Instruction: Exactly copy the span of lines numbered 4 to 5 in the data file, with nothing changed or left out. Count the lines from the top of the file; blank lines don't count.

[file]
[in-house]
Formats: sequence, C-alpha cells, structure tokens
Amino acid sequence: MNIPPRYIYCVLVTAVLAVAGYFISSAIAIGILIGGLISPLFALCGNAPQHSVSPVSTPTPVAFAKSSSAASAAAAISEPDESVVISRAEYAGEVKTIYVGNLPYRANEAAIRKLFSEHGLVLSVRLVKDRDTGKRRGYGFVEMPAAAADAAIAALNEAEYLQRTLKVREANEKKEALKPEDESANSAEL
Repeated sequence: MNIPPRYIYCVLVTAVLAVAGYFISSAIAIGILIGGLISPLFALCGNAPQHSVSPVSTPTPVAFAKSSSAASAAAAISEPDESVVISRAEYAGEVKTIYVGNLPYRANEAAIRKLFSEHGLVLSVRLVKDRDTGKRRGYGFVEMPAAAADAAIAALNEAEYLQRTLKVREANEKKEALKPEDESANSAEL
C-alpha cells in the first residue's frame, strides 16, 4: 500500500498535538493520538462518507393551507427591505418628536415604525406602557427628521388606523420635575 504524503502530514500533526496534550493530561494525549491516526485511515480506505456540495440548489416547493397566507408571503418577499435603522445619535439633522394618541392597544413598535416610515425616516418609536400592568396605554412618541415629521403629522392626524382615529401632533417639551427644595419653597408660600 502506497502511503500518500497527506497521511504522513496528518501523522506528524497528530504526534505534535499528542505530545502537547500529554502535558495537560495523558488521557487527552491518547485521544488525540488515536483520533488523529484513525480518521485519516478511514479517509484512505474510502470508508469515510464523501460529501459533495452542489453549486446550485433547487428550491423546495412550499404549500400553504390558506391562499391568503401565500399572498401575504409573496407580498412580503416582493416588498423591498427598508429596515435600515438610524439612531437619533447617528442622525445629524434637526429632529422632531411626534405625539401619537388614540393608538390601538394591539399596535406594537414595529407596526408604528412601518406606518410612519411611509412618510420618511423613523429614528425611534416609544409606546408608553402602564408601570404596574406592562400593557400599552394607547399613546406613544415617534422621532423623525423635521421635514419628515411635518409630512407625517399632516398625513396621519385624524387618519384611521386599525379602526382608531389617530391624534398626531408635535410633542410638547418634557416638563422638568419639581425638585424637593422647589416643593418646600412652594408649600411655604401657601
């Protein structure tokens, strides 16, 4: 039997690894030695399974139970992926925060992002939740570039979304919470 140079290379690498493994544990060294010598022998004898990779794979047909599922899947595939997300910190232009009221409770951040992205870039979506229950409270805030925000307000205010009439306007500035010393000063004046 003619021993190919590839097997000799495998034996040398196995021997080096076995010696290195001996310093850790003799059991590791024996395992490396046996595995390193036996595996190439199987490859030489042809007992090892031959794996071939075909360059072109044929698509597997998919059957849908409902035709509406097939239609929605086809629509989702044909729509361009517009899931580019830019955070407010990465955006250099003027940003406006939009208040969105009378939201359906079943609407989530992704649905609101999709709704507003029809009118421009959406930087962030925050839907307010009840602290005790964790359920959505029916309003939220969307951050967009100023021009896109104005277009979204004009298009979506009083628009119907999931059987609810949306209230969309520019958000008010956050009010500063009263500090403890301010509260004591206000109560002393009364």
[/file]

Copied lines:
Repeated sequence: MNIPPRYIYCVLVTAVLAVAGYFISSAIAIGILIGGLISPLFALCGNAPQHSVSPVSTPTPVAFAKSSSAASAAAAISEPDESVVISRAEYAGEVKTIYVGNLPYRANEAAIRKLFSEHGLVLSVRLVKDRDTGKRRGYGFVEMPAAAADAAIAALNEAEYLQRTLKVREANEKKEALKPEDESANSAEL
C-alpha cells in the first residue's frame, strides 16, 4: 500500500498535538493520538462518507393551507427591505418628536415604525406602557427628521388606523420635575 504524503502530514500533526496534550493530561494525549491516526485511515480506505456540495440548489416547493397566507408571503418577499435603522445619535439633522394618541392597544413598535416610515425616516418609536400592568396605554412618541415629521403629522392626524382615529401632533417639551427644595419653597408660600 502506497502511503500518500497527506497521511504522513496528518501523522506528524497528530504526534505534535499528542505530545502537547500529554502535558495537560495523558488521557487527552491518547485521544488525540488515536483520533488523529484513525480518521485519516478511514479517509484512505474510502470508508469515510464523501460529501459533495452542489453549486446550485433547487428550491423546495412550499404549500400553504390558506391562499391568503401565500399572498401575504409573496407580498412580503416582493416588498423591498427598508429596515435600515438610524439612531437619533447617528442622525445629524434637526429632529422632531411626534405625539401619537388614540393608538390601538394591539399596535406594537414595529407596526408604528412601518406606518410612519411611509412618510420618511423613523429614528425611534416609544409606546408608553402602564408601570404596574406592562400593557400599552394607547399613546406613544415617534422621532423623525423635521421635514419628515411635518409630512407625517399632516398625513396621519385624524387618519384611521386599525379602526382608531389617530391624534398626531408635535410633542410638547418634557416638563422638568419639581425638585424637593422647589416643593418646600412652594408649600411655604401657601